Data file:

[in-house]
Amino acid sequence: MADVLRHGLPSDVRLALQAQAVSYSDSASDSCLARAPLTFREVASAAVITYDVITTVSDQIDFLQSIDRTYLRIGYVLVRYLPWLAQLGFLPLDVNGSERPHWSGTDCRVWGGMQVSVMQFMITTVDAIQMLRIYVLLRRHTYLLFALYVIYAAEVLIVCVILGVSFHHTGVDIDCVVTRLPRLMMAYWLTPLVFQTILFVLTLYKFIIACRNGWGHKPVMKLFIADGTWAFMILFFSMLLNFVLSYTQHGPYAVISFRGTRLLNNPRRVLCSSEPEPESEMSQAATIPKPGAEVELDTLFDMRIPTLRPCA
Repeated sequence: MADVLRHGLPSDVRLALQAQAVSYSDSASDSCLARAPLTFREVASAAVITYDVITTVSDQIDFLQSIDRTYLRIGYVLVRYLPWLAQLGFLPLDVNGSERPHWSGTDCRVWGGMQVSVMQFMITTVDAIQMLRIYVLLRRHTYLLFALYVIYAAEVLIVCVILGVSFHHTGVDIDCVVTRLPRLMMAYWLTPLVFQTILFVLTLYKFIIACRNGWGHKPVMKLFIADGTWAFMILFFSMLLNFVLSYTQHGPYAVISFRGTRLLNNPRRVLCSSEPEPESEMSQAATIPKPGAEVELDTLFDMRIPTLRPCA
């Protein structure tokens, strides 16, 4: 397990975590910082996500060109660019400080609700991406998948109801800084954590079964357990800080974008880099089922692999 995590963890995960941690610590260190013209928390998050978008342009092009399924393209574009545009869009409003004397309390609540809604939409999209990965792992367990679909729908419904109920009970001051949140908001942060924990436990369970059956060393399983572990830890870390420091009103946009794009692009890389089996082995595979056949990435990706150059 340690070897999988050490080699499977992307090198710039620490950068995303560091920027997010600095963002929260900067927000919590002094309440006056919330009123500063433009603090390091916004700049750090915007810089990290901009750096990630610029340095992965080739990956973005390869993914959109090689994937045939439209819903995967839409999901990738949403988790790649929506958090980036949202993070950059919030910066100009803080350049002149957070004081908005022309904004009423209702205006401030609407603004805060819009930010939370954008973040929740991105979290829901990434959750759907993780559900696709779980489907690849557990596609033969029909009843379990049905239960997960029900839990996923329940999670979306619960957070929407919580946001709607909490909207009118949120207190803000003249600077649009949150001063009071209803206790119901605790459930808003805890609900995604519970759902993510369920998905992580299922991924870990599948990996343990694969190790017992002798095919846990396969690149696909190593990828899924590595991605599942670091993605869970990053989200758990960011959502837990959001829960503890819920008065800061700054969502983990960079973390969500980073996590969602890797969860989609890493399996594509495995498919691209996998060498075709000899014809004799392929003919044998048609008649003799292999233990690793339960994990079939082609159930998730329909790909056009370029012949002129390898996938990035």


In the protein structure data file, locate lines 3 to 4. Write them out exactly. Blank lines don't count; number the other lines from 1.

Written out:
Repeated sequence: MADVLRHGLPSDVRLALQAQAVSYSDSASDSCLARAPLTFREVASAAVITYDVITTVSDQIDFLQSIDRTYLRIGYVLVRYLPWLAQLGFLPLDVNGSERPHWSGTDCRVWGGMQVSVMQFMITTVDAIQMLRIYVLLRRHTYLLFALYVIYAAEVLIVCVILGVSFHHTGVDIDCVVTRLPRLMMAYWLTPLVFQTILFVLTLYKFIIACRNGWGHKPVMKLFIADGTWAFMILFFSMLLNFVLSYTQHGPYAVISFRGTRLLNNPRRVLCSSEPEPESEMSQAATIPKPGAEVELDTLFDMRIPTLRPCA
């Protein structure tokens, strides 16, 4: 397990975590910082996500060109660019400080609700991406998948109801800084954590079964357990800080974008880099089922692999 995590963890995960941690610590260190013209928390998050978008342009092009399924393209574009545009869009409003004397309390609540809604939409999209990965792992367990679909729908419904109920009970001051949140908001942060924990436990369970059956060393399983572990830890870390420091009103946009794009692009890389089996082995595979056949990435990706150059 340690070897999988050490080699499977992307090198710039620490950068995303560091920027997010600095963002929260900067927000919590002094309440006056919330009123500063433009603090390091916004700049750090915007810089990290901009750096990630610029340095992965080739990956973005390869993914959109090689994937045939439209819903995967839409999901990738949403988790790649929506958090980036949202993070950059919030910066100009803080350049002149957070004081908005022309904004009423209702205006401030609407603004805060819009930010939370954008973040929740991105979290829901990434959750759907993780559900696709779980489907690849557990596609033969029909009843379990049905239960997960029900839990996923329940999670979306619960957070929407919580946001709607909490909207009118949120207190803000003249600077649009949150001063009071209803206790119901605790459930808003805890609900995604519970759902993510369920998905992580299922991924870990599948990996343990694969190790017992002798095919846990396969690149696909190593990828899924590595991605599942670091993605869970990053989200758990960011959502837990959001829960503890819920008065800061700054969502983990960079973390969500980073996590969602890797969860989609890493399996594509495995498919691209996998060498075709000899014809004799392929003919044998048609008649003799292999233990690793339960994990079939082609159930998730329909790909056009370029012949002129390898996938990035």